There are many species that are in the Eucalyptus genus. Some are small and produce leaves for
floral arrangements; others (including
jarrah, and also blue gum, karri and
Tasmanian oak) produce excellent
timber and lumber products. Jarrah,
Eucalyptus marginata, is a dark red
wood with outstanding strength and
stiffness. This species, also called Swan
River mahogany in the past, is found
along the coastal area of Southwest
Australia, and is imported into the U.S.
The tree itself can up to 150 feet
tall and often over 5 feet in diameter,
which means a lot of clear lumber. In
fact, this species is one of the most
important timber species in Australia.
Oftentimes, lumber and timbers are
from old buildings being demolished.
In addition to the properties mentioned, it has natural decay resistance.
Historically, the leaves and bark of
this tree provided cures for fever, colds,
skin diseases and snake bites.
In addition to traditional uses for
furniture and cabinets, if you need a
beautiful red hard floor or are making
furniture for outdoor use, including
hot tubs, this is the premium species.
Jarrah is also prized for percussion
instruments and guitar inlays. Because
of its natural color, the wood can be
finished with wax alone. ;
Member of Eucalyptus family is excellent for furniture.
; Want more? For more on this and other species, search the Wood Explorer collection at woodworkingnetwork.com/wood-explorer
by Gene Wengert
firstname.lastname@example.org WOOD EXPLORER
Density. The specific gravity of green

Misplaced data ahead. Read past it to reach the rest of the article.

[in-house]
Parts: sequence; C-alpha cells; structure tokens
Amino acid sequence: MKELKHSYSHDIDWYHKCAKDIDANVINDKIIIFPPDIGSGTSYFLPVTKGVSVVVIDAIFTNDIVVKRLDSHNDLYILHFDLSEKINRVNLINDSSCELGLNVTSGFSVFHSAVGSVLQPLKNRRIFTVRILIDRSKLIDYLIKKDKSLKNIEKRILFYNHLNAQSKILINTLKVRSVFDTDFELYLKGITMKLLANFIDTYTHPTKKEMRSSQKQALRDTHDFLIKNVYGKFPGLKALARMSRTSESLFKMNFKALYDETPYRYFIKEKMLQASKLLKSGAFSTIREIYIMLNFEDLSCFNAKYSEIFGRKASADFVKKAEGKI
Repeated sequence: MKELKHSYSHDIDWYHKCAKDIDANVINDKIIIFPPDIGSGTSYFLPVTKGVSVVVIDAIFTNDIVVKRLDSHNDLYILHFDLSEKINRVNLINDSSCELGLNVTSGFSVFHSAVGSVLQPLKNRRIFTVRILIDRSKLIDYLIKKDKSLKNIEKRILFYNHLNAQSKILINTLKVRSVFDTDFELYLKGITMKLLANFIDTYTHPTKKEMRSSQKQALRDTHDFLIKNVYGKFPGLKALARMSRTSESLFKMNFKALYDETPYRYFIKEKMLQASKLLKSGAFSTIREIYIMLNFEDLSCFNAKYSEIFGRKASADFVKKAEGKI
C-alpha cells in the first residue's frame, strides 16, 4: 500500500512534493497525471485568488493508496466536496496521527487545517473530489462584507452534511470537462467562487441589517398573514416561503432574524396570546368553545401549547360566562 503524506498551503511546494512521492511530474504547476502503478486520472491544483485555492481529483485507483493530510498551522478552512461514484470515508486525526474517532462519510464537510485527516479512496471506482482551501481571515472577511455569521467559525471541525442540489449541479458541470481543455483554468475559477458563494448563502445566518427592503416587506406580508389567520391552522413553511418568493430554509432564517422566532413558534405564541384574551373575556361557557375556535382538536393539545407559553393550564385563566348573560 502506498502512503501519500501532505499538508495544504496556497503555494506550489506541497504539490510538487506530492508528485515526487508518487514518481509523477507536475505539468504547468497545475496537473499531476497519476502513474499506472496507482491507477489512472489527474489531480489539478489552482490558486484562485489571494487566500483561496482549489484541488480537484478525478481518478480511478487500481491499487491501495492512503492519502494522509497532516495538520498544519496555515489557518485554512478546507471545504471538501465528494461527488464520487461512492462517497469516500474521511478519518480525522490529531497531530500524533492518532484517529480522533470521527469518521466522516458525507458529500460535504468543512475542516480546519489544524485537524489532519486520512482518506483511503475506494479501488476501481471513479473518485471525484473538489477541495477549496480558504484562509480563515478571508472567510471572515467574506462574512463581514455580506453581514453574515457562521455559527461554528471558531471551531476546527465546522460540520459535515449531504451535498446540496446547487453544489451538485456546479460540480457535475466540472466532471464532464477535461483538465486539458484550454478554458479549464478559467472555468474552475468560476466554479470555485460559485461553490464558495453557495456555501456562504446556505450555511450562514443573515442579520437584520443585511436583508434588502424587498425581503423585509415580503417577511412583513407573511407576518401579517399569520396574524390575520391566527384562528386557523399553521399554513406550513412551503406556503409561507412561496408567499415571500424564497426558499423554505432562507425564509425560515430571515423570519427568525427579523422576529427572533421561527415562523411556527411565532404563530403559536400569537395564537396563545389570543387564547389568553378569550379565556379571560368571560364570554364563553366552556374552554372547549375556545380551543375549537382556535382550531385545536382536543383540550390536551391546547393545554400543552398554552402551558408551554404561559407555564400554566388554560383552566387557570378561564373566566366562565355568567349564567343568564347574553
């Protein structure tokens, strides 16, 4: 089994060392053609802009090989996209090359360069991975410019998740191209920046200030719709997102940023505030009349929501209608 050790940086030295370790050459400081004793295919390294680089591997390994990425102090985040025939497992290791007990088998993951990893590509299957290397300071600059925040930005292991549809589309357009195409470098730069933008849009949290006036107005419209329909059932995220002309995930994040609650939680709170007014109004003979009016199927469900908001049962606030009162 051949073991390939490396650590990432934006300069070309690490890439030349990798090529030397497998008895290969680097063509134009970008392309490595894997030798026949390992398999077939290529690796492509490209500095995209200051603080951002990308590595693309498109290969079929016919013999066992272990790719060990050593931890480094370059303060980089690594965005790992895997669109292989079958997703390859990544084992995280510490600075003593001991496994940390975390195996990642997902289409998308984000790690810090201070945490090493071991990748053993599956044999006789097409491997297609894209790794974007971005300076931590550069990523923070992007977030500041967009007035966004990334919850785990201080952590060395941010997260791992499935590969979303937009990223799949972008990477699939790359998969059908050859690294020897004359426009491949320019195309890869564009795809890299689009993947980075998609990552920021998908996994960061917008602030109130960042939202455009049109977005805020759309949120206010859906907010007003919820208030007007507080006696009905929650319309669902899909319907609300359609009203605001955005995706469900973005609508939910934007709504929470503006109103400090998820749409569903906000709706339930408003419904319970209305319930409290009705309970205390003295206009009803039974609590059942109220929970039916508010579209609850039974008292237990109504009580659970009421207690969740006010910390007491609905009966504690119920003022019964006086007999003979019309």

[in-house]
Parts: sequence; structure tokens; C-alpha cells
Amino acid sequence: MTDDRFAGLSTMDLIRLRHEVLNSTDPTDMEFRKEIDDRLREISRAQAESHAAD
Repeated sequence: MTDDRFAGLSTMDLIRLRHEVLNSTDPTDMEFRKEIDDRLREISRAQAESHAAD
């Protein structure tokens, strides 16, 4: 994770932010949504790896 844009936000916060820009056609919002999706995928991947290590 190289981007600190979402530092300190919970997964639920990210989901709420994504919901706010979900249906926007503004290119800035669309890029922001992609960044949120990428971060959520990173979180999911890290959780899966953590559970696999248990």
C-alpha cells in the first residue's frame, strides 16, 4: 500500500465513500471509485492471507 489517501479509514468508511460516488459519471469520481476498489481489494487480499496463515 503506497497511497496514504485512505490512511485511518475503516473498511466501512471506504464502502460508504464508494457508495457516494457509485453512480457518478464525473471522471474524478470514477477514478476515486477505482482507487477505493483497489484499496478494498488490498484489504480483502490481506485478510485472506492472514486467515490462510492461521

lumber is 0.68, or about 42 pounds per
cubic foot. The lumber weight, when
dried to 6 percent MC, is over 4 pounds
per board foot. This is nearly 20 percent
heavier than red oak.
Drying and Stability. This wood
dries slowly often with considerable risk
of warp. Generally, the wood is dried
similarly to American oak.
Gluing and Machining. Unless
The world’s source
for in-line moisture
tools are very sharp, this is a difficult species to machine, due to its high density.
Interlocked grain also means that machining equipment must be in perfect operating order to avoid pockets or streaks of
Strength. Due to its high density,
jarrah’s strength and stiffness are exceptionally high. For dry wood, the ultimate
strength (MOR) is 16,200 psi, stiffness
(MOE) is 1. 88 million psi and hardness is
Color and Grain. Heartwood is dark
red brown, darkening somewhat with
exposure. The surface texture is somewhat
coarse with many small open pores. Surfaces would not be consider exceptionally smooth. Grain is usually quite straight.
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